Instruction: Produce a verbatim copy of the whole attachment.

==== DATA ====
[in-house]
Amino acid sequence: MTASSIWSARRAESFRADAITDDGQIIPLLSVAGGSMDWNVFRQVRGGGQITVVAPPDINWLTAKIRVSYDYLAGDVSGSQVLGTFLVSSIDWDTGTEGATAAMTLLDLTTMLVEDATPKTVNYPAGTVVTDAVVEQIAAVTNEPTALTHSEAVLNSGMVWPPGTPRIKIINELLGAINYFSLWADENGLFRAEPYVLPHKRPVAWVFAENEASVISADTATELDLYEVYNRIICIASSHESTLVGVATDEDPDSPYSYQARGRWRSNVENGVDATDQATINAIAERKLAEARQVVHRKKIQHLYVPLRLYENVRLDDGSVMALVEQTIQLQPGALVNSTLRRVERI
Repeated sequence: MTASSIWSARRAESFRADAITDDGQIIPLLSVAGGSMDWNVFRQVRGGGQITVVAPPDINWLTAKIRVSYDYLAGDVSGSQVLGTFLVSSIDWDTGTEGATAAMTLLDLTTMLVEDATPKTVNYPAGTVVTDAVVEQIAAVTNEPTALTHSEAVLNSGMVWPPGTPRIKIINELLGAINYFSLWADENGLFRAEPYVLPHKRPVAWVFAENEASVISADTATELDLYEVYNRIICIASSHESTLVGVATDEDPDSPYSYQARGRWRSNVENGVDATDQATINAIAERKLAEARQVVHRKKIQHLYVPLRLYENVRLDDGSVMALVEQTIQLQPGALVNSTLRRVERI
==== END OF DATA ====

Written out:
[in-house]
Amino acid sequence: MTASSIWSARRAESFRADAITDDGQIIPLLSVAGGSMDWNVFRQVRGGGQITVVAPPDINWLTAKIRVSYDYLAGDVSGSQVLGTFLVSSIDWDTGTEGATAAMTLLDLTTMLVEDATPKTVNYPAGTVVTDAVVEQIAAVTNEPTALTHSEAVLNSGMVWPPGTPRIKIINELLGAINYFSLWADENGLFRAEPYVLPHKRPVAWVFAENEASVISADTATELDLYEVYNRIICIASSHESTLVGVATDEDPDSPYSYQARGRWRSNVENGVDATDQATINAIAERKLAEARQVVHRKKIQHLYVPLRLYENVRLDDGSVMALVEQTIQLQPGALVNSTLRRVERI
Repeated sequence: MTASSIWSARRAESFRADAITDDGQIIPLLSVAGGSMDWNVFRQVRGGGQITVVAPPDINWLTAKIRVSYDYLAGDVSGSQVLGTFLVSSIDWDTGTEGATAAMTLLDLTTMLVEDATPKTVNYPAGTVVTDAVVEQIAAVTNEPTALTHSEAVLNSGMVWPPGTPRIKIINELLGAINYFSLWADENGLFRAEPYVLPHKRPVAWVFAENEASVISADTATELDLYEVYNRIICIASSHESTLVGVATDEDPDSPYSYQARGRWRSNVENGVDATDQATINAIAERKLAEARQVVHRKKIQHLYVPLRLYENVRLDDGSVMALVEQTIQLQPGALVNSTLRRVERI